We chose to study the main bacteria that caused community-acquired respiratory and urinary tract infections (UTI). For E. coli, the main cause of community-acquired UTI, we observed a marked decrease in resistance to amoxicillin and trimethoprim/sulfamethoxazole associated with a decrease in sales of these drugs. Our data suggest that the association between drug sales and resistance might have been affected by the restriction policy. Although the policy appeared to have had no effect on sales of ciprofloxacin and other quinolones, the association between sales and resistance remained; an increase in ciprofloxacin sales was associated with an increase in the proportion of ESBL-positive isolates. These data are very alarming and might reveal an unintended consequence of the restriction policy, shifting antimicrobial consumption towards antimicrobials with higher resistance potential, the opposite of what the World Health Organization considers appropriate antimicrobial consumption according to its AWaRe (access, watch, reserve) classification of antimicrobials (17). Observational studies have documented a higher prevalence of ESBL in ciprofloxacin-resistant Enterobacteriaceae, and recent data suggest that this association may be plasmid-mediated (18,19). Because quinolones provide convenient dosing and adequate spectrum to treat common community-acquired infections, physician preference for the drugs and lack of awareness about undesirable consequences may explain the increase in quinolone sales despite the effect of the restriction policy. This finding highlights the need for multifaceted approaches to improve considered use of antimicrobial drugs and decrease AMR.
A previous study using a retrospective observational design evaluated the effect of the restriction policy on E. coli resistance rates from urine samples collected at a teaching hospital in another large metropolitan region of São Paulo state (20). The authors analyzed yearly resistance rates from 2009 to 2015 and found no differences after the policy, despite the decrease in antimicrobial consumption immediately after it began. Of note, that study had important methodological differences from our study. First, the outcome was assessed strictly within a tertiary-care hospital, which may have biased the occurrence of resistance. Furthermore, there might be differences between the 2 metropolitan areas in terms of socioeconomic determinants and access to and quality of healthcare services. Adjusting results based on these differences would be interesting.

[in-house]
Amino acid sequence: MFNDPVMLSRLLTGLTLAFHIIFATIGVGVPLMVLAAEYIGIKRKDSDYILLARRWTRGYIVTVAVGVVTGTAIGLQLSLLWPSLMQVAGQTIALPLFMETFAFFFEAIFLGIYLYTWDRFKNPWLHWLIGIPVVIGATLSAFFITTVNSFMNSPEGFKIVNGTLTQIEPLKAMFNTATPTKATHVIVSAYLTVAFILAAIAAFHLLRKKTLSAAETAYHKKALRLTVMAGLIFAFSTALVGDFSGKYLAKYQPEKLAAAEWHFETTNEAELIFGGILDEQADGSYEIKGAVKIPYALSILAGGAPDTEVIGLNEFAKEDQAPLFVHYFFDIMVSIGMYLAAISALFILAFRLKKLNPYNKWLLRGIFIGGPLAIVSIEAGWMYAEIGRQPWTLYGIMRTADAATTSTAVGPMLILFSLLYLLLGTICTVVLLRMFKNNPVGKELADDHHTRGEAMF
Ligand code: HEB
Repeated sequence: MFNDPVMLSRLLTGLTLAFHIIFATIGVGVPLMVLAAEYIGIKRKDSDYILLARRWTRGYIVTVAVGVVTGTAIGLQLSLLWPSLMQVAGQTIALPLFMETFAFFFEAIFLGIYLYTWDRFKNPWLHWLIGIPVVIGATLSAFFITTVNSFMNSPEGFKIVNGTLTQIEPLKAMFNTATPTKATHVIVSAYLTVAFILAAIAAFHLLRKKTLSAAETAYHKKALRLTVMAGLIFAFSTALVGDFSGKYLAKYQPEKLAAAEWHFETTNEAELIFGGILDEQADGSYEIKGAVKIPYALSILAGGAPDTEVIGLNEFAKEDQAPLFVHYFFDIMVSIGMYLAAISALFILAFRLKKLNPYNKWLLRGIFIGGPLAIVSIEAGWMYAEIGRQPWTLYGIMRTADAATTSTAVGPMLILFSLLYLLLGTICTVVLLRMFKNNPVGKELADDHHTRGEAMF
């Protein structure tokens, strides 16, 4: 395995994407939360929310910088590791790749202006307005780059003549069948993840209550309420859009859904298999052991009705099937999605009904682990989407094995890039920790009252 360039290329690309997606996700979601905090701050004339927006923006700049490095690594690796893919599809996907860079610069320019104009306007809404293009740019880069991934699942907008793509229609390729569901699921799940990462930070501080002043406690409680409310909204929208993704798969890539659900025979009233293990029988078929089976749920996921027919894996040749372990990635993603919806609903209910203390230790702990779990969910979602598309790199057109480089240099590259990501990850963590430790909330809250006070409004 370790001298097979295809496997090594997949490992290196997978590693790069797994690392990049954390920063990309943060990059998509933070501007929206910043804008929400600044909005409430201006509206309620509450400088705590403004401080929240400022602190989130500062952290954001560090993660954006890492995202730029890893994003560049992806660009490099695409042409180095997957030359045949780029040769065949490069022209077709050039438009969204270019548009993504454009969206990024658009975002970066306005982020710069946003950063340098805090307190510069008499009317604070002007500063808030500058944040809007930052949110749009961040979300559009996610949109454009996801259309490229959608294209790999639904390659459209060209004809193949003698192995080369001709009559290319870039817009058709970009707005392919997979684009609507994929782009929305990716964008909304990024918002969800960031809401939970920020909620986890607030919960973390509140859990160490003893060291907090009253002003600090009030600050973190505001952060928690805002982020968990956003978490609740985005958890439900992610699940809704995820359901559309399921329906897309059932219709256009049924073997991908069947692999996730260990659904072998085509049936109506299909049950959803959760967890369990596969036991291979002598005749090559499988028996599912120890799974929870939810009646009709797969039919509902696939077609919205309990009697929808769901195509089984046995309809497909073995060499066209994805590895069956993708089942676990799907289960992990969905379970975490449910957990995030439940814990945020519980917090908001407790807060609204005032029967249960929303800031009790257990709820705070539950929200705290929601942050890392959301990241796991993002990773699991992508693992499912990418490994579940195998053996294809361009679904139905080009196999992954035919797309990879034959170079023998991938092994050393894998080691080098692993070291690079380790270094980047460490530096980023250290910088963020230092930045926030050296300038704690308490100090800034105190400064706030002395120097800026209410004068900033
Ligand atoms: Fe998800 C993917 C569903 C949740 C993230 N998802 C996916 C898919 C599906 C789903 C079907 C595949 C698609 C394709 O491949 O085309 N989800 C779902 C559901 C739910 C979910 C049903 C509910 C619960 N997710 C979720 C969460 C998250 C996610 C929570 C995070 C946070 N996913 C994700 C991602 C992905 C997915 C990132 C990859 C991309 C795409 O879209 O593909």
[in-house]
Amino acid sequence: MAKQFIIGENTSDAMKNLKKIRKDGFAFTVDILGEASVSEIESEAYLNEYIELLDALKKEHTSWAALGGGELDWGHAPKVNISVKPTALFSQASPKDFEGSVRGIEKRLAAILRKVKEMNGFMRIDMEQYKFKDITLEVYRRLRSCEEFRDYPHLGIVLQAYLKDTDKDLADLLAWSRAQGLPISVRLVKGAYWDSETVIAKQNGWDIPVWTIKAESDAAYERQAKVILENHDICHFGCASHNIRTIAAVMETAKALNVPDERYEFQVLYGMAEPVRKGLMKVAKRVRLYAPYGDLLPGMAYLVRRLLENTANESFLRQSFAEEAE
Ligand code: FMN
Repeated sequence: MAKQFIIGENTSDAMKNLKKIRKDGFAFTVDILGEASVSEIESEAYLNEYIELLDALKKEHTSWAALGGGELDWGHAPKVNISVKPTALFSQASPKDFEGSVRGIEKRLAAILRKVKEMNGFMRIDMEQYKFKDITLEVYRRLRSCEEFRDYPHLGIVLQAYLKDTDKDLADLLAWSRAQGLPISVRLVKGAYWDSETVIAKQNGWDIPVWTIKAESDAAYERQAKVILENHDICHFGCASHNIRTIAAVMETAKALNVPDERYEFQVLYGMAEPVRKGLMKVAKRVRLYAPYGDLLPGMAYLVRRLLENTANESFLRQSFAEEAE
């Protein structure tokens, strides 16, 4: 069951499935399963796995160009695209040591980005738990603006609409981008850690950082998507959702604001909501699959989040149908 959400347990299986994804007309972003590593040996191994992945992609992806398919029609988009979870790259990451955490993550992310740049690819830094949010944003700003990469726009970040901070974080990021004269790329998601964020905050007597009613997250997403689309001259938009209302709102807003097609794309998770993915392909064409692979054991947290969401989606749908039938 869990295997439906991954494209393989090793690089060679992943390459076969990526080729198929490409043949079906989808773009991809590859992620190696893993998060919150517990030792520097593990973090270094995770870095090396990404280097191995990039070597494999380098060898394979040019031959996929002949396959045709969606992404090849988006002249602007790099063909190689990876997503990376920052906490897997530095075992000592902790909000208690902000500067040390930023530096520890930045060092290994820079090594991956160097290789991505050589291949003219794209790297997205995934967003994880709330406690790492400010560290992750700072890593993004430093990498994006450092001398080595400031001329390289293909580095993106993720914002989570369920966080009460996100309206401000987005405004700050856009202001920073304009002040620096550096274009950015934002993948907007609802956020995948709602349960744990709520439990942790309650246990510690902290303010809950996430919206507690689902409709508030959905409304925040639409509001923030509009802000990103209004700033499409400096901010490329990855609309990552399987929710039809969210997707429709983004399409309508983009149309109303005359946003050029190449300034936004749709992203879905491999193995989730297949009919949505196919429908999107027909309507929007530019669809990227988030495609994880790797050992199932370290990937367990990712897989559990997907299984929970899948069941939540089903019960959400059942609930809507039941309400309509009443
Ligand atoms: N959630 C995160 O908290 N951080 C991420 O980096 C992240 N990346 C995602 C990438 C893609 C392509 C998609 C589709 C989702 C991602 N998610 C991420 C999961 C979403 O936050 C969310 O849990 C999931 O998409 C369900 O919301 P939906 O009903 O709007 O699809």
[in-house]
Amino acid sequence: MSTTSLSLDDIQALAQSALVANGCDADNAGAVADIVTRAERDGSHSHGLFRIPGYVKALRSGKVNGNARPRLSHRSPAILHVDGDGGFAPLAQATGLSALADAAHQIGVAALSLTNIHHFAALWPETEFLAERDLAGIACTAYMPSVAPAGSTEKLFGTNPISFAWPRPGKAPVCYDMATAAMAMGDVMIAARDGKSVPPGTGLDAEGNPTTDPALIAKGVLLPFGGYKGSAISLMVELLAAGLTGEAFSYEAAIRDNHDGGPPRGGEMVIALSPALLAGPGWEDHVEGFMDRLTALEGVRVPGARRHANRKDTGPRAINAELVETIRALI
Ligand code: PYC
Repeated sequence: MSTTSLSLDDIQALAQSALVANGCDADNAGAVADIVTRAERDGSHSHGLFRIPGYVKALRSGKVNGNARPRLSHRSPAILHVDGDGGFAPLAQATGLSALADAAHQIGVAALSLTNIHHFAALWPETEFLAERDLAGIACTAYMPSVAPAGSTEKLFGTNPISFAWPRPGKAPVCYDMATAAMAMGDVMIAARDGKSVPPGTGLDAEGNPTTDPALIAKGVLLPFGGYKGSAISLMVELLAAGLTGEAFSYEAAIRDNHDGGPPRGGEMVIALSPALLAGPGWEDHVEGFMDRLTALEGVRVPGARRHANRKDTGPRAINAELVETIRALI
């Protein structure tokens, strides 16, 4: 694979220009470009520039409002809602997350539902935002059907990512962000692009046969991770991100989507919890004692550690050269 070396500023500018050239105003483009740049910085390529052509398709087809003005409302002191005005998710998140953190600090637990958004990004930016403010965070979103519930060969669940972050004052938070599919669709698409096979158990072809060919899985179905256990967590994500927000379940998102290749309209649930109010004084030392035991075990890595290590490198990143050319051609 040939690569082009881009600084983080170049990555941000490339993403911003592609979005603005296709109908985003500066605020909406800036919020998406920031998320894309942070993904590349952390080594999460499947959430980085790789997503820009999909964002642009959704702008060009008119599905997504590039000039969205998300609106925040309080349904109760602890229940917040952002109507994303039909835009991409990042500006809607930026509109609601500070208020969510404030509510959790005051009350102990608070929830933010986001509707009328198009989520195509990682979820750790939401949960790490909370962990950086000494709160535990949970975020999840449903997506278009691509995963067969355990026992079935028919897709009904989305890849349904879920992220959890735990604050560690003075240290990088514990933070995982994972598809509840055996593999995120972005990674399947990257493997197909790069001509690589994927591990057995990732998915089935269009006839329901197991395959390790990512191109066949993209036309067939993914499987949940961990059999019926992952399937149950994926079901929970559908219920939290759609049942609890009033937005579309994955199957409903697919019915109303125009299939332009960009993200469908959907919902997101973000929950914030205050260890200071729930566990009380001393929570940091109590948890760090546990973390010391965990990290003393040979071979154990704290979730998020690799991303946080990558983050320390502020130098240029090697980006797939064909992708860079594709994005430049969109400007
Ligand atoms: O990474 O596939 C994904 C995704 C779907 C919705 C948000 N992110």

We observed a direct association between antimicrobial sales for S. pneumoniae and resistance for all drugs analyzed. For amoxicillin, we observed that the association between sales and resistance occurred even before the policy took effect. Also, it is important to take into account the introduction of PCV10 as part of the Brazil National Immunization Program in March 2010, which was associated with a 95.5% decrease in colonization by vaccine serotypes in persons <24 years of age in the São Paulo metropolitan region (21). The reduction in pneumococcal infections among children after PCV10 was introduced might be associated with decreased consumption of amoxicillin and, therefore, decreased amoxicillin resistance, similar to experiences in other countries (22,23). On the other hand, after the PCV10 introduction, a higher prevalence was observed of serotype 19 pneumococcal infections, an infection previously associated with higher resistance to penicillin and ceftriaxone (21,24). Thus, the interactions among pneumococcal vaccination, reduction of antimicrobial use, and antimicrobial resistance require further investigation.